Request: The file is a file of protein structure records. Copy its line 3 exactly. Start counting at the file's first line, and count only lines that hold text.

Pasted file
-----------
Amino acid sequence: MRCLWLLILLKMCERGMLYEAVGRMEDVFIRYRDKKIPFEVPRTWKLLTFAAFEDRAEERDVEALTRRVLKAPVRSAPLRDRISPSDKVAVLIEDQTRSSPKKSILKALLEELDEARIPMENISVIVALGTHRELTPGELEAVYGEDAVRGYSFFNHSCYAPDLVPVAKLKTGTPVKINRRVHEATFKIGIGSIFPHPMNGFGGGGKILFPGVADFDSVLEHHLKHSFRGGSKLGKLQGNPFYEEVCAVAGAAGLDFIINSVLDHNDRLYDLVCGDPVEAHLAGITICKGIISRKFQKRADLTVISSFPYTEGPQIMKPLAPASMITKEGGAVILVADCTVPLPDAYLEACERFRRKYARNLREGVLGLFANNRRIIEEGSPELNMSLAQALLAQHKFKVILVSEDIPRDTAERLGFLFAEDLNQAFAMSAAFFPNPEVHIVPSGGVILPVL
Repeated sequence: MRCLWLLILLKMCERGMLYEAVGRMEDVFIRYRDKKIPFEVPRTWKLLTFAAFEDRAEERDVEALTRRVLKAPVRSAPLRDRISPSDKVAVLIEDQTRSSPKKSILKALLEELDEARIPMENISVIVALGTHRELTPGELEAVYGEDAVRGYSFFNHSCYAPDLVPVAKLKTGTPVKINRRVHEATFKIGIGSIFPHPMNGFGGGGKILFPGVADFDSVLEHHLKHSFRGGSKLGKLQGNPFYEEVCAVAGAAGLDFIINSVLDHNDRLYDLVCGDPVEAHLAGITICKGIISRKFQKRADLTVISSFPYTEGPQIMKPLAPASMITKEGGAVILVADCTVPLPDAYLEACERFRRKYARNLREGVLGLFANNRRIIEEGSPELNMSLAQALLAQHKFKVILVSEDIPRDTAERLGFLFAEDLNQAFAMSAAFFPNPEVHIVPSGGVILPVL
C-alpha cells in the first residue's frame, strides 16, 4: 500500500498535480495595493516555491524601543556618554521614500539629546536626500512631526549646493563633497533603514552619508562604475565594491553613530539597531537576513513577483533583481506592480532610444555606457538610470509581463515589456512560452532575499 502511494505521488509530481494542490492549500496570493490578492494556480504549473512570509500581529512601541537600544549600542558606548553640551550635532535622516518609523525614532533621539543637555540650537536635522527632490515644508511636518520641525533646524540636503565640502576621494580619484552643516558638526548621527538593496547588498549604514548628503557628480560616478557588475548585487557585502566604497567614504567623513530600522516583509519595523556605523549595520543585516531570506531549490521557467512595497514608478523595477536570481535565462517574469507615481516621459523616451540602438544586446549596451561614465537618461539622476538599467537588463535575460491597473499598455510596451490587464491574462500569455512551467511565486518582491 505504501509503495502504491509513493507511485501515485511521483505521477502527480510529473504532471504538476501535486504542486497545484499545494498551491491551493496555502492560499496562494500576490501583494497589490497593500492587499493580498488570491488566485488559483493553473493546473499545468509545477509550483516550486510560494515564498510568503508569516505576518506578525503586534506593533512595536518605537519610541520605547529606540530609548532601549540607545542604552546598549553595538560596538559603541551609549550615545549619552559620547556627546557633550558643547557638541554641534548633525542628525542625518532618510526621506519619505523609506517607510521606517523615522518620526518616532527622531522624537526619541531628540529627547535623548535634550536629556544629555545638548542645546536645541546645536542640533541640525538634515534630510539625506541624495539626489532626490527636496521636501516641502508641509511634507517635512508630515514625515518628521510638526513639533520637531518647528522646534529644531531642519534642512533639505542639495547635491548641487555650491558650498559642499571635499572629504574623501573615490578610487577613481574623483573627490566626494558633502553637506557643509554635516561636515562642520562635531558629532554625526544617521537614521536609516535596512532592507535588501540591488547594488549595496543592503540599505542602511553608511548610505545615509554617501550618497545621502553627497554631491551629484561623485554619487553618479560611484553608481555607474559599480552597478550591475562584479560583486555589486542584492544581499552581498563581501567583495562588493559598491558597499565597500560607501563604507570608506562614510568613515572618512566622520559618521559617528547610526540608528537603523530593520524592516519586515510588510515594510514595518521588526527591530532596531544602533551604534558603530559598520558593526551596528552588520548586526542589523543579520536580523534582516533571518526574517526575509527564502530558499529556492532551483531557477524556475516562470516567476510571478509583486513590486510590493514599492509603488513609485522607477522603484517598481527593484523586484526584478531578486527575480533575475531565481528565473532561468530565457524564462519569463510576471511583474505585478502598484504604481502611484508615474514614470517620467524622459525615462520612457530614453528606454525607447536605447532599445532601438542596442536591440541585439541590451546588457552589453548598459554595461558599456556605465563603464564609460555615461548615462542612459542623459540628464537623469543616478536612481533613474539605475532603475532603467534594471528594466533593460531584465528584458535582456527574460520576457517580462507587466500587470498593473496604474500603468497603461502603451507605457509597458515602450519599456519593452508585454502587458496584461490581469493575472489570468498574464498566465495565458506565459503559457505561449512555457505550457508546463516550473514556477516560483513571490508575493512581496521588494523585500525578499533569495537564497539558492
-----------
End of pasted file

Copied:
C-alpha cells in the first residue's frame, strides 16, 4: 500500500498535480495595493516555491524601543556618554521614500539629546536626500512631526549646493563633497533603514552619508562604475565594491553613530539597531537576513513577483533583481506592480532610444555606457538610470509581463515589456512560452532575499 502511494505521488509530481494542490492549500496570493490578492494556480504549473512570509500581529512601541537600544549600542558606548553640551550635532535622516518609523525614532533621539543637555540650537536635522527632490515644508511636518520641525533646524540636503565640502576621494580619484552643516558638526548621527538593496547588498549604514548628503557628480560616478557588475548585487557585502566604497567614504567623513530600522516583509519595523556605523549595520543585516531570506531549490521557467512595497514608478523595477536570481535565462517574469507615481516621459523616451540602438544586446549596451561614465537618461539622476538599467537588463535575460491597473499598455510596451490587464491574462500569455512551467511565486518582491 505504501509503495502504491509513493507511485501515485511521483505521477502527480510529473504532471504538476501535486504542486497545484499545494498551491491551493496555502492560499496562494500576490501583494497589490497593500492587499493580498488570491488566485488559483493553473493546473499545468509545477509550483516550486510560494515564498510568503508569516505576518506578525503586534506593533512595536518605537519610541520605547529606540530609548532601549540607545542604552546598549553595538560596538559603541551609549550615545549619552559620547556627546557633550558643547557638541554641534548633525542628525542625518532618510526621506519619505523609506517607510521606517523615522518620526518616532527622531522624537526619541531628540529627547535623548535634550536629556544629555545638548542645546536645541546645536542640533541640525538634515534630510539625506541624495539626489532626490527636496521636501516641502508641509511634507517635512508630515514625515518628521510638526513639533520637531518647528522646534529644531531642519534642512533639505542639495547635491548641487555650491558650498559642499571635499572629504574623501573615490578610487577613481574623483573627490566626494558633502553637506557643509554635516561636515562642520562635531558629532554625526544617521537614521536609516535596512532592507535588501540591488547594488549595496543592503540599505542602511553608511548610505545615509554617501550618497545621502553627497554631491551629484561623485554619487553618479560611484553608481555607474559599480552597478550591475562584479560583486555589486542584492544581499552581498563581501567583495562588493559598491558597499565597500560607501563604507570608506562614510568613515572618512566622520559618521559617528547610526540608528537603523530593520524592516519586515510588510515594510514595518521588526527591530532596531544602533551604534558603530559598520558593526551596528552588520548586526542589523543579520536580523534582516533571518526574517526575509527564502530558499529556492532551483531557477524556475516562470516567476510571478509583486513590486510590493514599492509603488513609485522607477522603484517598481527593484523586484526584478531578486527575480533575475531565481528565473532561468530565457524564462519569463510576471511583474505585478502598484504604481502611484508615474514614470517620467524622459525615462520612457530614453528606454525607447536605447532599445532601438542596442536591440541585439541590451546588457552589453548598459554595461558599456556605465563603464564609460555615461548615462542612459542623459540628464537623469543616478536612481533613474539605475532603475532603467534594471528594466533593460531584465528584458535582456527574460520576457517580462507587466500587470498593473496604474500603468497603461502603451507605457509597458515602450519599456519593452508585454502587458496584461490581469493575472489570468498574464498566465495565458506565459503559457505561449512555457505550457508546463516550473514556477516560483513571490508575493512581496521588494523585500525578499533569495537564497539558492